A word about bass extension: As I hinted above, the EHF-100 wasn't the least bit bass-shy. The electric bass in "The Golden Age," from Beck's Sea Changes (LP, Geffen B0004372-01), was considerably deeper than through my Shindo amp, as well as being pleasantly substantive: Notes and percussive sounds in the lowest register weren't merely puffy, airy suggestions of bass, but had real flesh and blood. That said, by the album's next selection, "Guess I'm Doing Fine," I began to wonder if perhaps the EHF-100 was giving undue prominence to the two lowest octaves. (Then again, for some of us, this is like wondering if perhaps the local ATM is providing too much cash.) I was never troubled, and in fact I very much enjoyed the Rogers' consistently clear, musical bass—but bass-phobic listeners and sticklers for perfectly flat response should consider themselves forewarned.

Conclusions
In my 28 years of writing professionally about domestic audio, I've reported on the products of literally scores of startup companies. None of them has approached, let alone matched, the level of professionalism evident in the Rogers High Fidelity EHF-100. From its design and construction through its packaging and documentation, this amp is among the most mature products I've had the pleasure of testing, from a company of any age.

And I was pleased with the sound of the EHF-100. The Rogers amp wasn't as nuanced, colorful, or dramatic as my Shindo separates; then again, at approximately one-third the price, I wouldn't have expected it to be. By the end of the review period, I was impressed that the Rogers offers very good value for money in terms of musical and sonic performance—and very good value considering the quality of its parts and construction. With this amp, Roger Gibboni has single-handedly disproved the notion that a new American electronics manufacturer can succeed only by serving the luxury end of the market. The Rogers EHF-100 is more than just good sound and good value: It's good news. Very highly recommended.

Company Info
Rogers High Fidelity
52 Kain Road
Warwick, NY 10990
(845) 987-7744
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Comments
smittyman's picture
Maybe Its Just Me

Probably is since no one else has commented.  But I have to raise a Spockian eyebrow at a giving a Very High Recommendation to a component whose volume control gets so hot it uncomfortable to touch after only an hour of use.  It shouldn't get that hot after any amount of use.  Surely that has to raise some doubt as to the basic usability of the thing; I mean we are talking about the volume control not a heat sink or the back cover.  This is a $6K amp - my $400 Fatman amp doesn't overheat like that.  Taking it a step further, doesn't it suggest a design flaw if heat is being dissipated through a user control?  If the volume control is that hot, how much heat is the rest of it giving off?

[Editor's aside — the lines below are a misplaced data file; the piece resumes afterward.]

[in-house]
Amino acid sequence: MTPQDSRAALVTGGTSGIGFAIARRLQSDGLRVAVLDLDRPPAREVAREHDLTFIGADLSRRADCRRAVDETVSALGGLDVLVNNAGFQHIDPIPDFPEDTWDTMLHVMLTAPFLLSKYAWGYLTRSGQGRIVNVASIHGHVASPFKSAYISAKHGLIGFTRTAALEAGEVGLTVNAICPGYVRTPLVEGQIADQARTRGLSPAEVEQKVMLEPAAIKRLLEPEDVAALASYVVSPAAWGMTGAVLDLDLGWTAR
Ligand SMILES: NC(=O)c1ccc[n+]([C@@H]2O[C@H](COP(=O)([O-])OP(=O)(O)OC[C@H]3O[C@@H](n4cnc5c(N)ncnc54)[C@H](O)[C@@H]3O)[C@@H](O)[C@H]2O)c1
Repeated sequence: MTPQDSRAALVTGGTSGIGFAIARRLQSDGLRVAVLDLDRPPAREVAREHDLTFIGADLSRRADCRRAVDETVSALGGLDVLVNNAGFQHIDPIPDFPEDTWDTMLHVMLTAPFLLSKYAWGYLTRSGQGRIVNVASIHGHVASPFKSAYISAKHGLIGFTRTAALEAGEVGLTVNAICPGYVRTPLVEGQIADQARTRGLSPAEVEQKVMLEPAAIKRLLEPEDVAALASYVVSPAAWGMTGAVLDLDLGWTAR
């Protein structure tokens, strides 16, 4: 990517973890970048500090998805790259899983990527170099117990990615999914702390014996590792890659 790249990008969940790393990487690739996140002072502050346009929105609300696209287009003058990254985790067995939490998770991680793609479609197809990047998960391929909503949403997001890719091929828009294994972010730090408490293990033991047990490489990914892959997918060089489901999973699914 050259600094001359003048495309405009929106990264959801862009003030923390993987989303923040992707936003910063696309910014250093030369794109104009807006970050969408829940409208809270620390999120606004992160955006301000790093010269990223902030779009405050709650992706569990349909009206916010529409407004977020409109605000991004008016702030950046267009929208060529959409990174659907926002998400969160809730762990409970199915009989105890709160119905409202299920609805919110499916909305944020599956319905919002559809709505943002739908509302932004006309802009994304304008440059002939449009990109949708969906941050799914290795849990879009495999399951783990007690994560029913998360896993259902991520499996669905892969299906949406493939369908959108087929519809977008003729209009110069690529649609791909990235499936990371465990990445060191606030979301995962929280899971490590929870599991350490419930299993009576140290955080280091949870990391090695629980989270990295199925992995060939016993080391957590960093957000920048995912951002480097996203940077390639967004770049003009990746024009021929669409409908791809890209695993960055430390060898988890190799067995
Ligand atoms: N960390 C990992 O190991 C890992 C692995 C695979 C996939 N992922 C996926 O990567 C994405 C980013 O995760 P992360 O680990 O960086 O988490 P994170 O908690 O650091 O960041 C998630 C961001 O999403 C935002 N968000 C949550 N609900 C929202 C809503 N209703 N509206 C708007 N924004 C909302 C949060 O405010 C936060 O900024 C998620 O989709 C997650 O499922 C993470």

mrplankton2u's picture
Nope, it's not just you...

Nope. You could get a quieter, higher powered, and arguably better sounding garden variety Onkyo amp for $400 - $500 - less than one tenth the cost of this turd. And in the extremely unlikely chance that your volume control got slightly warm to the touch after several hours of operation, your local Onkyo dealer would gladly exchange it for one that didn't have that problem. 

This amp, and the magazine that's "reviewing" it is a joke. Seriously, a $6,000 amp that has FM-like noise levels, no balanced inputs, and can barely deliver 60 watts without distorting heavily? 

And of course, Stereophile's resident advertising agents/manufacturer spokespersons chime in with the usual BS and blather:

"I was especially impressed by the EHF-100's overall musicality—a word I mean literally, not as a coded term for a particular sort of tonal balance: Not only did the EHF-100 sound good, it did a better-than-average job of playing music. Lines of notes had very good momentum and flow, suffering none of the temporal distortions of lesser gear (of any price)"... -Dudley

 

At least he didn't say "it had good pace and rhythm"...

 

"Overall, the EHF-100 measures well for a classic design using a pair of KT88s as output tubes for each channel." - Atkinson

Yeah, it's a horse drawn carriage and while it might not be a 2011 Mercedes V-12, it measures well for a horse drawn carriage. "Very highly recommended"...blah...blah...blah...